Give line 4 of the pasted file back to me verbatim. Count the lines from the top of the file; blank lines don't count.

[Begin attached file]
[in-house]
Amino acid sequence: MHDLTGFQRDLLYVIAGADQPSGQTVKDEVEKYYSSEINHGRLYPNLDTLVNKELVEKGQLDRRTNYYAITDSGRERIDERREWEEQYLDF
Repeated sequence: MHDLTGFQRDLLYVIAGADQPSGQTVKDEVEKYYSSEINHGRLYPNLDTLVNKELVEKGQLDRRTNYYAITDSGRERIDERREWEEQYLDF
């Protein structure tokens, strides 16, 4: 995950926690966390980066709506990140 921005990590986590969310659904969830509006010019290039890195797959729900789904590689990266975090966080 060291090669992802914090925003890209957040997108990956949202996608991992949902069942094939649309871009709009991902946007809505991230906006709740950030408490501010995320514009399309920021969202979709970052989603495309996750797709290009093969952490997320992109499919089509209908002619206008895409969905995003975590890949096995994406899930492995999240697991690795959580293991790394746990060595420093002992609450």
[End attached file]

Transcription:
């Protein structure tokens, strides 16, 4: 995950926690966390980066709506990140 921005990590986590969310659904969830509006010019290039890195797959729900789904590689990266975090966080 060291090669992802914090925003890209957040997108990956949202996608991992949902069942094939649309871009709009991902946007809505991230906006709740950030408490501010995320514009399309920021969202979709970052989603495309996750797709290009093969952490997320992109499919089509209908002619206008895409969905995003975590890949096995994406899930492995999240697991690795959580293991790394746990060595420093002992609450």